Presbyterian ministers who refused to accept the rule of bishops were ejected from their parishes by the crown and took up arms in rebellion.

Charles II died suddenly in and was succeeded by his unpopular brother James II who was quickly plunged into suppressing mounting discontent, during the Monmouth rebellion of The Regiment was once again involved in action on the home front inwhen Bonnie Prince Charlie the grandson of James II attempted to regain the lost crown to the Stuart family by raising the Scottish clans into rebellion and fought at the Battle of Culloden.

In the Regimental namely system was simplified with each assigned a ranked number, therefore the Regiment became The 21st Royal North British Fusiliers. The 21st was deployed to the West Indies during the French Revolutionary Wars — where it captured the important French trading Islands of Martinique and Guadalupe. The Regiment also served during The Alexandria expedition of briefly capturing Alexandria from the Ottoman-French allegiance.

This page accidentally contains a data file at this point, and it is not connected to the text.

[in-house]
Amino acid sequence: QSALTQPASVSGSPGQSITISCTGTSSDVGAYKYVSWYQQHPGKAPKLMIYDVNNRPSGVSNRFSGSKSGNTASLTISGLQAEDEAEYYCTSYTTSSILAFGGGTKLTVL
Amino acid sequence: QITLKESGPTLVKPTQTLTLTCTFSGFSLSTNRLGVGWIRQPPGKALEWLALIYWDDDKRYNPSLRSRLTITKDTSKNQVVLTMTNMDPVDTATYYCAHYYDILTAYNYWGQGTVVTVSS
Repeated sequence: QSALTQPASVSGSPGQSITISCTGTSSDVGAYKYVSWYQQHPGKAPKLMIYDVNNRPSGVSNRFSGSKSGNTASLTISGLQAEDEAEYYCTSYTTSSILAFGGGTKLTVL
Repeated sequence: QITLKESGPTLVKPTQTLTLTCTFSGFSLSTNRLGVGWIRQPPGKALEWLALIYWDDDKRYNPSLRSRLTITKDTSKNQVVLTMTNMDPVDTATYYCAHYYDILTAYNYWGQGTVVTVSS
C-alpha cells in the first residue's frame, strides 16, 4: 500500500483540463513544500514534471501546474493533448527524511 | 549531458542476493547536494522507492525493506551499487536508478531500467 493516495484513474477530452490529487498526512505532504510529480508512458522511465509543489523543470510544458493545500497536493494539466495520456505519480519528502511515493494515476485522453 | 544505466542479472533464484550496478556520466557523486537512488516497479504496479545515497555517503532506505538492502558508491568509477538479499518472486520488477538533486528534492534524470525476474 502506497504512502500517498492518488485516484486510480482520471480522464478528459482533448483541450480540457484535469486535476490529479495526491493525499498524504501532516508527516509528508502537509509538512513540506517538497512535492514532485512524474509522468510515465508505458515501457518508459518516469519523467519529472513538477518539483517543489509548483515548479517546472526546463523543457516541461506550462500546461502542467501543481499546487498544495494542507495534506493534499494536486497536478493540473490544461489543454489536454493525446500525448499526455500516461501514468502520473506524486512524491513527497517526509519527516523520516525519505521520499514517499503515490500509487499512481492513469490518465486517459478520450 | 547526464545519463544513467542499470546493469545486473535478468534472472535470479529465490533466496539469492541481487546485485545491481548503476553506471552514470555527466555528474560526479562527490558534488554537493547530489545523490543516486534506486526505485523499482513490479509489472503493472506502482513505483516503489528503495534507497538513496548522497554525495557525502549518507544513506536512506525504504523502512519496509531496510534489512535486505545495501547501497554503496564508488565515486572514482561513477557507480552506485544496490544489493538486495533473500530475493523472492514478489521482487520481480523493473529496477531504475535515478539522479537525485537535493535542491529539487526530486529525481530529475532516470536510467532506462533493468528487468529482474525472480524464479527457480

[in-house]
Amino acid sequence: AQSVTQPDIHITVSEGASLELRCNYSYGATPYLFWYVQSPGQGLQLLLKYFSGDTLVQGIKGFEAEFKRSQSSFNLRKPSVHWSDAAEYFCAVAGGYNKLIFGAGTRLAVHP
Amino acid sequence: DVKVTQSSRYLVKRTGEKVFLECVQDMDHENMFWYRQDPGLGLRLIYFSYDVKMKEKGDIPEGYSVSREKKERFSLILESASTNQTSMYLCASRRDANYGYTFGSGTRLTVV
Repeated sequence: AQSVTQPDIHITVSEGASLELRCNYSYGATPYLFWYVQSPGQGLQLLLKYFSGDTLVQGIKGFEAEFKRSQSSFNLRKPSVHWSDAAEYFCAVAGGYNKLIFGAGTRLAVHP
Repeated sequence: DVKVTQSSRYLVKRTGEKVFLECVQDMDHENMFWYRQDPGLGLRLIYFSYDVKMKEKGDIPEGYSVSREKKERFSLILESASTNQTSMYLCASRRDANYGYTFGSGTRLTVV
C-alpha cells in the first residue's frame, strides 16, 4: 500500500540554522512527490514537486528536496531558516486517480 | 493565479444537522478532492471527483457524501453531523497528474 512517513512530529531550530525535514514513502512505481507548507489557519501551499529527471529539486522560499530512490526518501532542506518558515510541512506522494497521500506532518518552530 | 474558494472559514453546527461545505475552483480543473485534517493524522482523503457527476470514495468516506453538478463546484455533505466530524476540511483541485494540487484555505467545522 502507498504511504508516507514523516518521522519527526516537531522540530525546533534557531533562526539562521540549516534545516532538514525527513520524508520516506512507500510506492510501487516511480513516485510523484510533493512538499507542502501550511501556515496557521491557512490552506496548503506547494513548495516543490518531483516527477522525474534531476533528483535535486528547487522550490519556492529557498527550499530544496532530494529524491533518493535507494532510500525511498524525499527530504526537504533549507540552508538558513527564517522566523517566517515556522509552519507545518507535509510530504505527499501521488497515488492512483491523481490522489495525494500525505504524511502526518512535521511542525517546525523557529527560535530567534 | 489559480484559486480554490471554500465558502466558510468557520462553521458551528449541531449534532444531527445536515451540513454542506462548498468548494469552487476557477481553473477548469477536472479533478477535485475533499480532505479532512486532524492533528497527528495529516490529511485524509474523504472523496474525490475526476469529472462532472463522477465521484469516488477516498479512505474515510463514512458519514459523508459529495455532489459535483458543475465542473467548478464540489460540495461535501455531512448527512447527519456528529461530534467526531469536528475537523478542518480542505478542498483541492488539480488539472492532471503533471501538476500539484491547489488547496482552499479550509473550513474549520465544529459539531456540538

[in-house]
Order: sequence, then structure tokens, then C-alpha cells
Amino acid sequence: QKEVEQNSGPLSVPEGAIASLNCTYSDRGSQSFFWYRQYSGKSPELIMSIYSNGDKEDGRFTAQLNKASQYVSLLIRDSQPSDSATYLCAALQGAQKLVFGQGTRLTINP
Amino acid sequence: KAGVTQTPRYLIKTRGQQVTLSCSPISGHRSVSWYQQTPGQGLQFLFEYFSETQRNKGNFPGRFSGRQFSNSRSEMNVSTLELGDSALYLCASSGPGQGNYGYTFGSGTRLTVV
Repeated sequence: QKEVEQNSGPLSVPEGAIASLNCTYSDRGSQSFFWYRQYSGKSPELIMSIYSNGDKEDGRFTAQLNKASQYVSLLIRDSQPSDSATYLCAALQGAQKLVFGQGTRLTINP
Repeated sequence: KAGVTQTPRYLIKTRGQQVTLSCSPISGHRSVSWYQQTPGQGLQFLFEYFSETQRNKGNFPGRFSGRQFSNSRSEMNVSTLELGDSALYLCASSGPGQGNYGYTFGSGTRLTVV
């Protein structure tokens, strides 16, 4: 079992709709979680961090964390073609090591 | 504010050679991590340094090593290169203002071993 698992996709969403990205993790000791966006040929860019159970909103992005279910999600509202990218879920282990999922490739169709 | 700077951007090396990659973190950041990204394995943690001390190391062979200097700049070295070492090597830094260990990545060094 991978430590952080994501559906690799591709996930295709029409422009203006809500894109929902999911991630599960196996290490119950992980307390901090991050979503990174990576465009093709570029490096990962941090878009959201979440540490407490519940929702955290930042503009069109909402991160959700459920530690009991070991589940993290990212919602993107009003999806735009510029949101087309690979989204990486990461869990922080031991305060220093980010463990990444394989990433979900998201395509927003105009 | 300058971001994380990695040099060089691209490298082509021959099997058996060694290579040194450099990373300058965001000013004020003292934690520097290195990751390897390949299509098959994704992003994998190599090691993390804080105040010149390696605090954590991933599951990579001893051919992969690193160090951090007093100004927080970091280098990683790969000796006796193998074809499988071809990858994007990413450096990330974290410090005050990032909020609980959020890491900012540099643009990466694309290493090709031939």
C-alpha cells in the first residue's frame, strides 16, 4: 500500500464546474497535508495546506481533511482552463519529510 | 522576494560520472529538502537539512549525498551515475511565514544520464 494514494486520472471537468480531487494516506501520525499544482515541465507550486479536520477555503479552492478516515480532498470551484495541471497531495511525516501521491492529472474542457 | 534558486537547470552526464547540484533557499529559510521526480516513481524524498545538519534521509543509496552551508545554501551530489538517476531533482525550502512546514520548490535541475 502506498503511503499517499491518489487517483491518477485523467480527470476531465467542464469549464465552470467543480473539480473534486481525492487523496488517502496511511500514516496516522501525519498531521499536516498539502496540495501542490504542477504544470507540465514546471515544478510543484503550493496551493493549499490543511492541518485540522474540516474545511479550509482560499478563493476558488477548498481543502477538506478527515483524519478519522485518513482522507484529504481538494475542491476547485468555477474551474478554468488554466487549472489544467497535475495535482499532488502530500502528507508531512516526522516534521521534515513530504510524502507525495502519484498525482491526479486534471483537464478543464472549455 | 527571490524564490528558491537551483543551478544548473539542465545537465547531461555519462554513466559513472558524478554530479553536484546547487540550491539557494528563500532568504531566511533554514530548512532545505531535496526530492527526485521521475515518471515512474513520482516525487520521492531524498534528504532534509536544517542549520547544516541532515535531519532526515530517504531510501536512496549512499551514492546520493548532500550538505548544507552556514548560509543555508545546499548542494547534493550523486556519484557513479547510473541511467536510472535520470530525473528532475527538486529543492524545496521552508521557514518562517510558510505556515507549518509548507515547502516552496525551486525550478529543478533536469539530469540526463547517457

Following the defeat of Napoleon the Regiment was dispatched to America to curb the expansionist ambitions of the United States, which tried to annex Canada during the war of The War was a month military conflict between the United States and the British Empire, resolving many of the remaining issues of the American War of Independence.